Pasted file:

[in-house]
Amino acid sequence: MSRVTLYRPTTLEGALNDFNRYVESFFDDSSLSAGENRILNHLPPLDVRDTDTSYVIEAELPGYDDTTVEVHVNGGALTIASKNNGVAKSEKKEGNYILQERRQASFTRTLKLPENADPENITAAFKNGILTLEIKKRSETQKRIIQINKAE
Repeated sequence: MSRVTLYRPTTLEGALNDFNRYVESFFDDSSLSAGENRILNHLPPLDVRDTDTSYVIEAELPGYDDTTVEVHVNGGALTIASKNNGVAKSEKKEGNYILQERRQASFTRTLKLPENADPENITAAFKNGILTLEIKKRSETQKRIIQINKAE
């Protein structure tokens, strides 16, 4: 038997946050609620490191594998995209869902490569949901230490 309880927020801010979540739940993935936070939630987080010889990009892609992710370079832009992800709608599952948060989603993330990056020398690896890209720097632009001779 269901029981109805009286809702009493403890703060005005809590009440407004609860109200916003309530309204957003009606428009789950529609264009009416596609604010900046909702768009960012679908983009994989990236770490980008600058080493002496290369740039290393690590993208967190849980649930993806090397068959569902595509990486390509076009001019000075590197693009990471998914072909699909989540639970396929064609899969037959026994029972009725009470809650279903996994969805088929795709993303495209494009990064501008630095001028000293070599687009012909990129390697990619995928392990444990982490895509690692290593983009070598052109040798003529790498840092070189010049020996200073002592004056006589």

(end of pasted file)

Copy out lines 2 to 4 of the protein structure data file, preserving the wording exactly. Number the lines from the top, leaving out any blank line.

Amino acid sequence: MSRVTLYRPTTLEGALNDFNRYVESFFDDSSLSAGENRILNHLPPLDVRDTDTSYVIEAELPGYDDTTVEVHVNGGALTIASKNNGVAKSEKKEGNYILQERRQASFTRTLKLPENADPENITAAFKNGILTLEIKKRSETQKRIIQINKAE
Repeated sequence: MSRVTLYRPTTLEGALNDFNRYVESFFDDSSLSAGENRILNHLPPLDVRDTDTSYVIEAELPGYDDTTVEVHVNGGALTIASKNNGVAKSEKKEGNYILQERRQASFTRTLKLPENADPENITAAFKNGILTLEIKKRSETQKRIIQINKAE
């Protein structure tokens, strides 16, 4: 038997946050609620490191594998995209869902490569949901230490 309880927020801010979540739940993935936070939630987080010889990009892609992710370079832009992800709608599952948060989603993330990056020398690896890209720097632009001779 269901029981109805009286809702009493403890703060005005809590009440407004609860109200916003309530309204957003009606428009789950529609264009009416596609604010900046909702768009960012679908983009994989990236770490980008600058080493002496290369740039290393690590993208967190849980649930993806090397068959569902595509990486390509076009001019000075590197693009990471998914072909699909989540639970396929064609899969037959026994029972009725009470809650279903996994969805088929795709993303495209494009990064501008630095001028000293070599687009012909990129390697990619995928392990444990982490895509690692290593983009070598052109040798003529790498840092070189010049020996200073002592004056006589």